Shared image - Leor Shtull-Leber on 7 years at Uber and the future of Uber Health
Leor Shtull-Leber on 7 years at Uber and the future of Uber Health
September 21, 2021
KEY NOT FOUND: company-updates.categories.employee-story
Jacob Adicoff is a Frontend Engineer on the Uber for Business team and a Paralympic silver medalist in cross-country skiing. Jacob is also legally blind; his mother contracted chicken pox during pregnancy, which affected his visual development. He has no vision in his right eye and very limited vision in his left. When Jacob was in second grade, his parents introduced him to skiing through the Sun Valley Ski Education Foundation’s Junior Nordic Development team in his hometown of Sun Valley, Idaho, and he was hooked. “I just really took to it,” explains Jacob. “It’s cross country skiing, so it isn’t as fast as downhill skiing. You’re going up and down hills — it’s a total endurance sport.” Throughout his junior skiing career, he raced against an almost entirely sighted competition. His first Paralympics experience was in Sochi, Russia, at the age of 18, and although he didn’t win any medals, he describes it as a great and formative experience.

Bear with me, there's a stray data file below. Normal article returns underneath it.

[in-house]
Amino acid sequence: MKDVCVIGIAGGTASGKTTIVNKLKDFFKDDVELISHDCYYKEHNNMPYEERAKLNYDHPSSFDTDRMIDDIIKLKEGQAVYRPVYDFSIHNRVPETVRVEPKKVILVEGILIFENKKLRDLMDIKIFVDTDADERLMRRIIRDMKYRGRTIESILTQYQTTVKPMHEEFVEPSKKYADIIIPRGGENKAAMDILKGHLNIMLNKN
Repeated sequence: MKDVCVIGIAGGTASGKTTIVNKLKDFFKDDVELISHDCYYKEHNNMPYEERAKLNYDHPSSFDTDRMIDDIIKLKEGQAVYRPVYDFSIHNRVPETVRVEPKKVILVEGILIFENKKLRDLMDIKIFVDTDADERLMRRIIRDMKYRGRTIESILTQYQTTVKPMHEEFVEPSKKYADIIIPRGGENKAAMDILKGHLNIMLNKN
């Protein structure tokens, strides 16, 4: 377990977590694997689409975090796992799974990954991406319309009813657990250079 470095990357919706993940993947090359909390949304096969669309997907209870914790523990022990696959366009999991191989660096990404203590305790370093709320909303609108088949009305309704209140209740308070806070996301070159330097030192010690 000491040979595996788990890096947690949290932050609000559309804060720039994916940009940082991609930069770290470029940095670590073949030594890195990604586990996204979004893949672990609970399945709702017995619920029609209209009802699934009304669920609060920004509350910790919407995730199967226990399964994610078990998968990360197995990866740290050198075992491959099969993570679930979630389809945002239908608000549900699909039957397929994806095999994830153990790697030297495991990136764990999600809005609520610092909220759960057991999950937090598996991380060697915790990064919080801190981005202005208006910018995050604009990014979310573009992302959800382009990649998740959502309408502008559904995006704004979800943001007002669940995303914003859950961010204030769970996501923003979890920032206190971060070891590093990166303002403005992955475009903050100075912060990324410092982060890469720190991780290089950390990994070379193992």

Shared image - https://www.uber.com/blog/jacob-adicoff-is-going-for-gold/

Uber Awards & Accolades

  • Best Places to Work for LGBTQ EqualityHuman Rights Campaign2021

Popular Careers with Uber Job Seekers


Uber FAQ

(76 Questions)

All answers shown come directly from Uber Reviews and are not edited or altered.

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Does Uber offer massages?

...everyone is really cool and the perks of snacks and free drinks is awesome...

March 10, 2021